posted by dviking at 12:14 PM on June 27, 2006

I played rugby for years. I'm not sure that I agree with all of the people describing it as "brutal". It's highly physical, but you don't really expect to be kicked in the head (at least not intentionally). Don't get me wrong... you're going to take a few blows, but this guy obviously stepped way over the line. As for the comments about race and apartheid and the decline of sports and society in general, let's remember that the allegations of racism were from the team that was suspended in a lame attempt to excuse their player's inexcusable behavior. It doesn't necessarily mean that racism was really the cause of this incident. It certainly doesn't mean that It doesn't mean that white ruggers are running around looking for heads of color to kick in. You simply can't draw conclusions about the state of South African rugby based on Bryant Gumbel's take on European soccer leagues.

posted by Adam at 01:26 PM on June 27, 2006

The whole world has lost its perspective. Indeed. When will we hearken back to the days when civility ruled the land, and return to the perspective we seem to have lost? Put me in a time machine and send me back to... wait, I need a date. When did we have that perspective again. Murder is deplorable, and my sympathy goes out Riaan Loots and his family and friends. Racism, despicable. I seethe at the notion of racial hatred, and I hold plenty of contempt particularly for those who are willing to openly express disdain for another race (including, by the way, Loots -- it is a reasonable guess that he was sparking the violence, inexcusable as it was). Knowing little of rugby or its popularity in all parts of the world, I'm just going to take a flier and guess that bazillions of matches are played every year, from pickup to professional. I have never read an article about the extremely civil and sportsmanlike conduct of the players in those games. But I have read one story of serious violence breaking out in one game. So, I guess the whole world has lost perspective? The news, brought to you incessantly by the internets, is dangerous. Hundreds of thousands of airplanes take off and land safely without fanfare, but every now and then there is an accident and it gets sensationalized everywhere. Thousands of people are afraid to fly, even though it is many, many times safer than getting into your car. That is not perspective -- it is a media-driven fear. I bet I could find a tragic event that happened somewhere in this world of a gazillion people every day and post it here. And for every shocking post, 13,000 people will say how shocking and outrageous and deplorable the behavior was. My guess is that bad things happen in a very reasonable proportion. This incident was very bad, but the whole world has not lost its perspective on anything except maybe our perception of the "whole world."

posted by BullpenPro at 01:29 PM on June 27, 2006

Adam wrote: It certainly doesn't mean that white ruggers are running around looking for heads of color to kick in. I agree with your point, but I believe it's a white player who was killed. From the second article: He alleged that as the players took to the field, a Rawsonville player had told a Delicious players: "Luister hier, hotnootjie. Ek gat vir jou donner (Listen, Hotnot. I'm going to beat you up)." Riaan Loots played for Rawsonville. As far as can figure, the manager is trying to make the claim that the Rawsonville player was assaulted because one or more racists on his team were using slurs against the players of colour from Delicious.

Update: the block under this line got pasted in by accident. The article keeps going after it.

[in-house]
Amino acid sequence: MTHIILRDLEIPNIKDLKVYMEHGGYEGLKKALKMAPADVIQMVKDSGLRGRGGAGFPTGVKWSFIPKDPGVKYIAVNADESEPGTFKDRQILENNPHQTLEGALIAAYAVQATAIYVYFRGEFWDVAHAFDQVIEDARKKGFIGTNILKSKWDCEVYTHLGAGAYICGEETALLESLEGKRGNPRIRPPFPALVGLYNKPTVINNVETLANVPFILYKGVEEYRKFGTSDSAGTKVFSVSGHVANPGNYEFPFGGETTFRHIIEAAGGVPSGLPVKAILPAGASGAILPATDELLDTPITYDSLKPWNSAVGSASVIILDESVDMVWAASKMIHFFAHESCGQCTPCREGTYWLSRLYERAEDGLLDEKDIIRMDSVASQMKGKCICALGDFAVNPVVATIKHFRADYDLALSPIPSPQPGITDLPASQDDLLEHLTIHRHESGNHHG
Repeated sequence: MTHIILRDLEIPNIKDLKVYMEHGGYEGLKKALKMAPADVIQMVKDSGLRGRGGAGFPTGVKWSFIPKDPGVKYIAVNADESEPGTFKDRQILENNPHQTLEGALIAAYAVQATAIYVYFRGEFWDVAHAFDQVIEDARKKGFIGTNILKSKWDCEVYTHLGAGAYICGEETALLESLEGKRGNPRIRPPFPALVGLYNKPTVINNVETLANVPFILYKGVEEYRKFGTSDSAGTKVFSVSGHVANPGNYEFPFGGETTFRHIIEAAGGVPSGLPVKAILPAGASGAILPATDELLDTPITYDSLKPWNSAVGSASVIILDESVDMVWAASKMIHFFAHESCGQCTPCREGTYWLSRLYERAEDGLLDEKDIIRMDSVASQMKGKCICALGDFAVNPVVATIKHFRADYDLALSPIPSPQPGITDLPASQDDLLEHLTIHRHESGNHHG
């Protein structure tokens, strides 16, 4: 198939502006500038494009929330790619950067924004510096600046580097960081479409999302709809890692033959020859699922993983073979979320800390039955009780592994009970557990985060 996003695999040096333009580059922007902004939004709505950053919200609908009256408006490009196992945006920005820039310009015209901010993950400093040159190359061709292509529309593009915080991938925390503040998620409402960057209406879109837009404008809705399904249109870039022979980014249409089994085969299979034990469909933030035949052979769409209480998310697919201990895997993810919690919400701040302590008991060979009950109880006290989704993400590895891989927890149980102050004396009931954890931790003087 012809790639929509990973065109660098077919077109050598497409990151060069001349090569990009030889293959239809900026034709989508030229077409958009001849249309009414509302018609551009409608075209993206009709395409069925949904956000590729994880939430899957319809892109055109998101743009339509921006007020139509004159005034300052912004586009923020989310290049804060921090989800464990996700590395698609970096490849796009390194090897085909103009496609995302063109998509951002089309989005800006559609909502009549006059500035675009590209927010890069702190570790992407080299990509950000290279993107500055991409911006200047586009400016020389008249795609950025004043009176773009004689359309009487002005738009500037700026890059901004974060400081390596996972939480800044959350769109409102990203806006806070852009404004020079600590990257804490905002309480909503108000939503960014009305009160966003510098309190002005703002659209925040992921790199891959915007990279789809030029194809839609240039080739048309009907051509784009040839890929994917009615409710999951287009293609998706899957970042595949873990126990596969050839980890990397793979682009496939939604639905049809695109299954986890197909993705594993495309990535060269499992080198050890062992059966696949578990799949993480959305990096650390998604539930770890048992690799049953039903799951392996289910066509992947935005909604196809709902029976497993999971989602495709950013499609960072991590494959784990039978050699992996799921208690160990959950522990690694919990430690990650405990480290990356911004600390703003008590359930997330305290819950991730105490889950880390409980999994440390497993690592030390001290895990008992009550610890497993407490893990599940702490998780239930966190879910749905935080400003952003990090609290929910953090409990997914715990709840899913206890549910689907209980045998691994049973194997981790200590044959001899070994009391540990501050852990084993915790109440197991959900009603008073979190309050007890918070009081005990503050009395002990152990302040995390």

posted by Amateur at 01:46 PM on June 27, 2006

Amateur, I couldn't tell from the story what the race was of the player who was killed, but I also got the impression that the Delicious (but seemingly unsavory) chairman was accusing Rawsonville of causing Loots' death by slinging racial slurs (considerably less deadly than a boot to the head). My point was that the source is not necessarily trustworthy, and that his comments shouldn't be taken at face value.

posted by Adam at 02:02 PM on June 27, 2006

Absolutely right. And nice play on words.

posted by Amateur at 02:10 PM on June 27, 2006

I don't think this is murder really. Its manslaughter possibly but I don't think I'd go so far as to call it murder. It was a fight after a game that got out of hand, and yes there was probably racism involved. On both sides. But that doesn't mean one of the players intentionally murdered Loots by kicking him in the head. Maybe he did but you can't know that from a newspaper story. I think its sad and telling that the players are more angry about the suspension than the death of another player. It sounds like bad officiating was as much to blame for the fight as the racial slurs.

posted by fenriq at 02:55 PM on June 27, 2006

Bullpen I wasn't talking about just this one incident. I agree with you that all murders are deplorable. Be it this man in a rugby game or the gang banger that killed four people in my home town the other day. I was speaking to the fact that sports have gone from being part of life to being bigger then life. You asked when it was that we had perspective, I'll tell you. When I was a kid I loved the Packers (still do). The best players in the NFL made a wage that put them at the top of the middle class. Alot of the players had to get jobs during the off season. The players making top wage had played for a few years and worked their way up in pay. Now kids just out of school are handed a signing bonus that most of us could live on for the rest of our lives. Without proving thay can even play pro ball. Again, when I was kid we would go to the local Sears store, buy a uniform and play pick-up games in a vacant lot or in the school yard. Or we would get up a game of baseball after school at the local park. Now days its RYS soccer, POP Warner Football or little league baseball. All being run by well intended but over controlling parents. Yes it does serve to teach the kids how to play the games properly, but at the same time it becomes more about the compation and less about playing a game. I can't tell you how many parents I have seen at youth football games who are convinced their kid has what it takes to play pro-ball. The kid is only nine years old and their trying to decide what to wear to the Hall of Fame dinner.